Shantytown shebeen

The only thing I miss of the old South Africa is the raucous shebeen life that gave such colour to drab townships. “We all ask for more of the shebeen life of yesterday,” lamented Jacky Heyns in Drum in December 1993.” Today all South Africa’s drinkers are relegated to humdrum legitimate liquor lounges ... The only way to save South Africa is to reintroduce prohibition!”

Such an extreme measure is not necessary because redemption can be found to the north of Pretoria, just before the Carousel Hotel and Casino, in the sprawling jigsaw of settlements, tribal communities and locations that make up Mandela Village.
For within, near the Death-Row Car Wash and Cool Sexy Lovers Paradise Hairdresser, is the fabulous Khuwana Tavern — the brainchild of Wilson Vuma, a subsistence farmer who fled Mozambique in the 1980s.

He started rebuilding his life by doing odd jobs for Portuguese market gardeners by day, and slaving in a fish and chips outlet by night. Within a few years he had saved money to buy a truck to deliver vegetables to Pretoria and return with beer for the shebeens that flourished in the township. His trucks increased and he opened a tuck shop in a tin shack. He then built a general dealer store with a shebeen at the back.

The fortunes of shebeens, however, began to decline after 1990. “Trendy blacks, freed from restrictions, flocked to upmarket spots in Pretoria and that left shebeens with only the cheapest clientele,” explains Vuma. “I could either close my tavern or reinvent it as a place my original patrons would still want to come to — and that was an establishment that offered good food, great atmosphere, dancing and flushing toilets. It’s about realising that life is a work in progress — that we need to adapt to changing circumstances or get wiped out by tides we can’t stop.”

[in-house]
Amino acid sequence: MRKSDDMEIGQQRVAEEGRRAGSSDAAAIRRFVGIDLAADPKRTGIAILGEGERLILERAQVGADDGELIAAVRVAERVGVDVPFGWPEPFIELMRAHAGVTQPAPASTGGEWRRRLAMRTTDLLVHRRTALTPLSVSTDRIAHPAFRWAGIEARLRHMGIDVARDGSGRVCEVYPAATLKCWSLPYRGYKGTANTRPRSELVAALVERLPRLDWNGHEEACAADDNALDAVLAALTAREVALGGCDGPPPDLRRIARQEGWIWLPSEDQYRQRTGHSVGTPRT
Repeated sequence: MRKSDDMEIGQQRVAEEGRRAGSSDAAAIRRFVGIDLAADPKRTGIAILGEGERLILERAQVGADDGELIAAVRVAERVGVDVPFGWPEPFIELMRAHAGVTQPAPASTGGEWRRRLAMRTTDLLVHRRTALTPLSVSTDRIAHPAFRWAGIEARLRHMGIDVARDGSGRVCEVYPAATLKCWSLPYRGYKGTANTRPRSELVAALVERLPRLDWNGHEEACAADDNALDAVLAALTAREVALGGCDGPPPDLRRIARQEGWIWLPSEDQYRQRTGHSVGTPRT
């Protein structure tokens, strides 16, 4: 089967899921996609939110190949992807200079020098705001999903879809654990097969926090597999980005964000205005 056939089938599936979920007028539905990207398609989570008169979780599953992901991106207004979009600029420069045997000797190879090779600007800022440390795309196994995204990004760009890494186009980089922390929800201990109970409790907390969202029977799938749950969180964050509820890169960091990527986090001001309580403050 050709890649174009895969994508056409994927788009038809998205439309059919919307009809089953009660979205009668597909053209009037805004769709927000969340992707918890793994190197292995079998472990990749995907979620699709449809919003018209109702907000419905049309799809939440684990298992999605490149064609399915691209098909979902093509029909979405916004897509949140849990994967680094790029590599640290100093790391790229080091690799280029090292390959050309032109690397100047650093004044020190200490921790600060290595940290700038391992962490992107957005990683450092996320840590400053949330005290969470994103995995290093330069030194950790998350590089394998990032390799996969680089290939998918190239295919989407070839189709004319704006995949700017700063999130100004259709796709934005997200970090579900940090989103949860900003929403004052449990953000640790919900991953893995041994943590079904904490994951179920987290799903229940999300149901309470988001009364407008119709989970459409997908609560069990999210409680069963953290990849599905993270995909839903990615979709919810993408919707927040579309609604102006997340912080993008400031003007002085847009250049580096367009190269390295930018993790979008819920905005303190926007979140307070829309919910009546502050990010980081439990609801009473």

Vuma pulled down his old shebeen and built the Khuwana Tavern, which was decorated by his cousin Vasco, whose riotous murals include nudes reclining on palm-fringed beaches; others playing the sax before entranced crowds; lap dancers; village carousals; the morning-after; and in each a khuwana — a beer-pot.

The Khuwana cooks on weekends with thumping rhythms that blast from the disco or live acts that perform there. Under a thatch gazebo, next to a naked singer writhing on the wall, a dancer gyrates back and forth. Sizzling on barbecues nearby are the best Mozambican peri-peri prawns and chicken.

There is simply no better place to have fun with your clothes on. Hallelujah!

The lowdown

It is recommended that if you have not been to Khuwana Tavern before that you go with an organised group. The nearby Kwalata Game Ranch, part of Blue IQ’s Dinokeng project, is a charming luxury lodge that arranges visits most nights of the week. The beauty of this is that you do not have to drive after imitating scenes from the murals that adorn the walls of Khuwana.

Call the Khuwana Tavern on tel: (012) 711 1208 or the Kwalata Game Ranch on tel: (012) 711 0245.

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